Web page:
Monday, April 15, 2013

Art of the Steal


Everyone borrows.  Phrases, motifs, shtick, even characters and plots, but at what point does it go from inspired by to stolen from or a cover to a copy?  Yes, there are ways to copywrite, watermark, and trademark, but the reality is that we are really held at the will of each other, trusting that people, they just will not steal.  And most people won't, not on purpose or with any intention of unfair gains and losses.  Most people want to perform their own works, of their own creation and be recognized for their own talents.  Sometimes there is gray area.  Sometimes there is not.  When I am in doubt, I cite my source.  Especially in dance, where so much of our work is videoed and photographed and posted and re-posted, if I am inspired by someone, I tell people that, if I borrow, I ask, and then I give them credit.  This is not always a perfect process, but most of the time, I think it works.  I think that we all mutually benefit from cross promotion and inspiration and that audiences like to know about our processes and influences. Do your own work.  Don't forget to cite your source.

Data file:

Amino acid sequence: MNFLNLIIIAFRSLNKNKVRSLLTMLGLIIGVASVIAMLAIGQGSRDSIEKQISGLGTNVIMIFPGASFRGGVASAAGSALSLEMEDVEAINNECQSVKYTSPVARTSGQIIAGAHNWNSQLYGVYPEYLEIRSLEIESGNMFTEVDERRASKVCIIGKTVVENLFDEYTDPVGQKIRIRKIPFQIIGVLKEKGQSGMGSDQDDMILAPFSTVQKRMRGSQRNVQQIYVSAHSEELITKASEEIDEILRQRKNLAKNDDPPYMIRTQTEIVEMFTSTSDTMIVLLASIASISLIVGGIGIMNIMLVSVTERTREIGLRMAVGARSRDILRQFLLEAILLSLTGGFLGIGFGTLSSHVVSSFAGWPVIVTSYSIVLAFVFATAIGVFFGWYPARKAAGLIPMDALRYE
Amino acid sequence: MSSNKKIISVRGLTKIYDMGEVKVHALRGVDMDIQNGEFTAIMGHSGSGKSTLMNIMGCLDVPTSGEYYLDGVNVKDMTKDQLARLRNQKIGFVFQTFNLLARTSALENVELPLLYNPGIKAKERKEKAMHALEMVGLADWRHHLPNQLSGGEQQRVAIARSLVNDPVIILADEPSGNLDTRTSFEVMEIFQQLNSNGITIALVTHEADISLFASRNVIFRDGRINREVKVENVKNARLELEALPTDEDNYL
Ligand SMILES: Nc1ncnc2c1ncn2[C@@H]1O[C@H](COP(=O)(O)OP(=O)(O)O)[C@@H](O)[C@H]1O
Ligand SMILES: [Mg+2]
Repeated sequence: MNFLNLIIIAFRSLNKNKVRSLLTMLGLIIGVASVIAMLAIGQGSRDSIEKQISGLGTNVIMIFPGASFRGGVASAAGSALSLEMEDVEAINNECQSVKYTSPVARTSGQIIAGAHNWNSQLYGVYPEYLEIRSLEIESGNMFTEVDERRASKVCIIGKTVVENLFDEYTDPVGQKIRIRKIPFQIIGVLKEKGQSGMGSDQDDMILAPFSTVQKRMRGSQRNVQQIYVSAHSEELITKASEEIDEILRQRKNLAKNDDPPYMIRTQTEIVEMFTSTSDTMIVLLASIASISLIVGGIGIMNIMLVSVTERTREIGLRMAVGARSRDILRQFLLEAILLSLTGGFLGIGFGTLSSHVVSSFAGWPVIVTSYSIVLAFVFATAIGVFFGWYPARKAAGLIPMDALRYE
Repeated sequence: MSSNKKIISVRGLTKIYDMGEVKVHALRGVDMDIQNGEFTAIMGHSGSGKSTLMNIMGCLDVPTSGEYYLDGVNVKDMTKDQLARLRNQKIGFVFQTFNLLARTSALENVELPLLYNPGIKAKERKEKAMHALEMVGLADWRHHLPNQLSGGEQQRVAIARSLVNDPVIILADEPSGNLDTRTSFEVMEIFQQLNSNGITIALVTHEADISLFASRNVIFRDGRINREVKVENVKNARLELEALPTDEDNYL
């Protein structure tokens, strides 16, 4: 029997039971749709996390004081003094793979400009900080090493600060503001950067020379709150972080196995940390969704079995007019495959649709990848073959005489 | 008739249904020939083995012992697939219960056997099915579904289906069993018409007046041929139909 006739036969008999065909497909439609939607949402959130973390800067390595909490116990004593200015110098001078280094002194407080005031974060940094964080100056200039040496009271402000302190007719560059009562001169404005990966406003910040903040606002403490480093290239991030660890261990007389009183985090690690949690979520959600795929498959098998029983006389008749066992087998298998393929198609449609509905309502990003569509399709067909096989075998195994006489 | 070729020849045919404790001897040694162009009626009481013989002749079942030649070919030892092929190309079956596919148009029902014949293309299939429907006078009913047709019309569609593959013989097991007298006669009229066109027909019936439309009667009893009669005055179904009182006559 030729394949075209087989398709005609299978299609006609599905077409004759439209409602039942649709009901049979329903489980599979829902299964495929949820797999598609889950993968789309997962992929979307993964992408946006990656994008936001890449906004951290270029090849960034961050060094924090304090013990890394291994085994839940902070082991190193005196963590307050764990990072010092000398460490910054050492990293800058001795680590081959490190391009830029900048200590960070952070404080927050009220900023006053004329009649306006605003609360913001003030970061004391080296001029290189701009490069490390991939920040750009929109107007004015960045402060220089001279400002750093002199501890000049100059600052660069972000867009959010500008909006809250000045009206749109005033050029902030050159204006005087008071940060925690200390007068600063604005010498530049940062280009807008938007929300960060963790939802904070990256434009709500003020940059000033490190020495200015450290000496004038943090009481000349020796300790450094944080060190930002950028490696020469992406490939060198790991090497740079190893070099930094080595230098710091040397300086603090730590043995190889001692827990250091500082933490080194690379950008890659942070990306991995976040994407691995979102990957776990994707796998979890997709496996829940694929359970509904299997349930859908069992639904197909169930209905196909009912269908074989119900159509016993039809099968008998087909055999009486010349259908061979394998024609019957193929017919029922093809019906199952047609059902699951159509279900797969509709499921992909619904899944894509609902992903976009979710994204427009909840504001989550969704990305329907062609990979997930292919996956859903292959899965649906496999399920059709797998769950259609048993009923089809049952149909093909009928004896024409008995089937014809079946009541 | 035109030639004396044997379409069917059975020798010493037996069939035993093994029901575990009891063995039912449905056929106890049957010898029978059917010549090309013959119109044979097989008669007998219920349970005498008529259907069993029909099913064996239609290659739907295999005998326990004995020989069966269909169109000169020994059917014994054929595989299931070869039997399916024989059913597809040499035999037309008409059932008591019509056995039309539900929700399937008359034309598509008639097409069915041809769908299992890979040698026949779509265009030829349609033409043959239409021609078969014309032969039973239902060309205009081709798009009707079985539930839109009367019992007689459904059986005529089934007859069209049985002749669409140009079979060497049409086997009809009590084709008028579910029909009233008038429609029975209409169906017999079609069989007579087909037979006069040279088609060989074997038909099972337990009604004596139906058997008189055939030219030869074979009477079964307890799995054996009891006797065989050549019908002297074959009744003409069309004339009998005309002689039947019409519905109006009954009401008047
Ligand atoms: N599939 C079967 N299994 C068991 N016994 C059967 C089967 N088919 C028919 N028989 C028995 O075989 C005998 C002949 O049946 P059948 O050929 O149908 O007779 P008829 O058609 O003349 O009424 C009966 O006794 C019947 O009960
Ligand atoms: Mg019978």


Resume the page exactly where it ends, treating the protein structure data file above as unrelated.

Portrait of Adele Bloch-Bauer I by Gustav Klimt was confiscated by the Nazis when they took over Austria and the painting's owner, Ferdinand Block-Bauer, had to flee to Switzerland. In 1988 the Austrian government decided to return art that had been illegally seized by the Nazis to their rightful owners. And in 2006, Block-Bauer heir Maria Altmann was returned this and four other paintings by Klimt. 

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